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Wharrie remembers successful area teams

He's successful, he's personable and he's Grundy County born and raised.

He's Mr. Larry Wharrie, prominent local attorney from Coal City. Larry has been very successful in sports, accounting, law or most importantly — a terrific family man.

Wharrie always has time to talk to people of all walks of life, be it social or business time. His parents are Milton and Pat Wharrie and he has a brother and a sister. All his family still live in Coal City with the exception of his mother, who passed away several years ago.

Larry has been married 34 years to his wife, Shirley (Valiente), and has three children Justin, Ryan and Jenna. His son Ryan just finished Law School in San Diego and is in the process of taking the Illinois bar exam. Justin also graduated from college and Jenna is presently in college.

I remember Larry and all the Coaler teams through the years as my old colleague, Jim Murray, and I were on the scene for many area games. Larry reminisced about his playing days in basketball, "Bob Born was our center on the team my senior year and he was 6'5” and a big man in those days. The starting forwards were Doug Wills along with Herb Enger or Brad Born. I was a guard and the other guard was Jim Triner. That's the team from 1971."

I mentioned the fact that Doug Wills was one of the finest players to come out of this area. Larry commented on Wills, "The thing I remember about Doug was his competitive nature. He's known mostly for his shooting ability and in those days we did not even have a three-point shot. Doug averaged in excess of 20 points, both his junior and senior seasons. If we had the three-point shot, he probably would have averaged 30 to 35 points a game. He liked that long deep shot from the wing."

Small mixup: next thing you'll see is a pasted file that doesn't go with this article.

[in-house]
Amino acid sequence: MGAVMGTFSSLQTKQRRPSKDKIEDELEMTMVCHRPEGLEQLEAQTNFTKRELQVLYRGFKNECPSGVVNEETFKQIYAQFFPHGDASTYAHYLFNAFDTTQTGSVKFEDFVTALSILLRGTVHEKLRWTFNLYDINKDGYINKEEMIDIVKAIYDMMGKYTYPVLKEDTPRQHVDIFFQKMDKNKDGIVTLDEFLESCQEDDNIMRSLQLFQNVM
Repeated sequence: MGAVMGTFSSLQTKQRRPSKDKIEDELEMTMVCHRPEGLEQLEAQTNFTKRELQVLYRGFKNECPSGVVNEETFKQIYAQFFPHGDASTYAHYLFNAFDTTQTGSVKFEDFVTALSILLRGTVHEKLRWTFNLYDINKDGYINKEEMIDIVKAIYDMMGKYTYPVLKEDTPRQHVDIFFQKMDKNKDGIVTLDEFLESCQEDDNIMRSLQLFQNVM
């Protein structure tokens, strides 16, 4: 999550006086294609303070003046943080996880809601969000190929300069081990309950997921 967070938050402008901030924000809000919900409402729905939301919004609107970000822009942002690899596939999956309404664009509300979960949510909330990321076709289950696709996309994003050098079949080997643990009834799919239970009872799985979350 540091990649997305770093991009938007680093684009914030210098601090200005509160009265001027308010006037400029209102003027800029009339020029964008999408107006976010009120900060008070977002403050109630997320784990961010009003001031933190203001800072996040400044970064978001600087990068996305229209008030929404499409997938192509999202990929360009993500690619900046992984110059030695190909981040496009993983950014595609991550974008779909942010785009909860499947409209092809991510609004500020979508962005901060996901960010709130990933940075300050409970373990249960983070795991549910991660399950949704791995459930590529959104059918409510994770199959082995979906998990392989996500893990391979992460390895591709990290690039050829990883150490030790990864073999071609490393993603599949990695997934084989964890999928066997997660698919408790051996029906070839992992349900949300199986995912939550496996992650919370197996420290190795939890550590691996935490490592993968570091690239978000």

Larry also reminded me that 1971 was the last year of the one-class basketball system in Illinois. Wharrie said Seneca was probably the big rival in his days at Coal City with all games going right to the end. Braidwood was also a tough game along with Gardner-South Wilmington.

When talking of GSW, Larry mentioned Billy Gerrish, one of his friends and also one of the great players from this area. Later when Larry went to college at Lewis University (then college), he and Gerrish roomed together and played ball at the school, Larry in baseball and Billy in basketball.

Gerrish later transferred to St. Francis and had his number (32) retired in basketball. Larry said he and Gerrish used to talk about shooting free throws. Wharrie said he believes that he still has the Coal City record of free throws, hitting 37 consecutive shots. He said Gerrish hit 55 straight charity tosses in college ball. Gerrish and Wills were both MVP in the Coal Valley Conference during high school.

As far as memories go, Larry said he remembers playing Reddick in a regional tournament game. The game went into overtime and Wharrie hit a shot at the buzzer to win the game and sending the Coalers into the regional championship game. He also recalls beating Seneca in the CVC title game when in the closing seconds Coal City was leading by one point. The Irish put up a shot and missed. Wharrie got the rebound and was fouled. He proceeded to hit both free throws to ice the game and the championship, 34-31.